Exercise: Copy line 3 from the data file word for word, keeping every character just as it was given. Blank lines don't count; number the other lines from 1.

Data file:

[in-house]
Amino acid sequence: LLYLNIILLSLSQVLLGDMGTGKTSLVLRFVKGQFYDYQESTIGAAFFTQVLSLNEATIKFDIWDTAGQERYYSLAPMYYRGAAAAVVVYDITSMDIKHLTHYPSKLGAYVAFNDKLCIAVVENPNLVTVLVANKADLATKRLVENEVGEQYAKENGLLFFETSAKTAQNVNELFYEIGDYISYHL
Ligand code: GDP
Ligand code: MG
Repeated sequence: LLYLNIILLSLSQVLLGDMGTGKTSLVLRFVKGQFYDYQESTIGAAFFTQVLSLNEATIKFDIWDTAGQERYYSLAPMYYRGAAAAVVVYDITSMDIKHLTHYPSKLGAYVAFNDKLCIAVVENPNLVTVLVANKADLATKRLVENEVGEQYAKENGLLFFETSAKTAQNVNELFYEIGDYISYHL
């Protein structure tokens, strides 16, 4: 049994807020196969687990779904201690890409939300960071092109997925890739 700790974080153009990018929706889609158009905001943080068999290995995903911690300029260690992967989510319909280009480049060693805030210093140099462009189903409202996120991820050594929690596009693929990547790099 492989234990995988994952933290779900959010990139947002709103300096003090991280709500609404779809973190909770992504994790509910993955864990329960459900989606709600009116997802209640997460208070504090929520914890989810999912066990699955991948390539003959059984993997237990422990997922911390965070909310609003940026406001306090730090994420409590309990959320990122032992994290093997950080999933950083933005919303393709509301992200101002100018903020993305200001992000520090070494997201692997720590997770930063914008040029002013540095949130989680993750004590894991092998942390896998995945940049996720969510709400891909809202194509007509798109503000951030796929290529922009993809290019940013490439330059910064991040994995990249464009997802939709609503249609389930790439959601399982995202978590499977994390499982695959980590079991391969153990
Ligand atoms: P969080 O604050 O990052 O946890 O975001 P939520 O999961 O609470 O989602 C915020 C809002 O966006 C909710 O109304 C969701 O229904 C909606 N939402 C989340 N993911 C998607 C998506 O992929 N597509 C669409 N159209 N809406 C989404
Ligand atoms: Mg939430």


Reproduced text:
Ligand code: GDP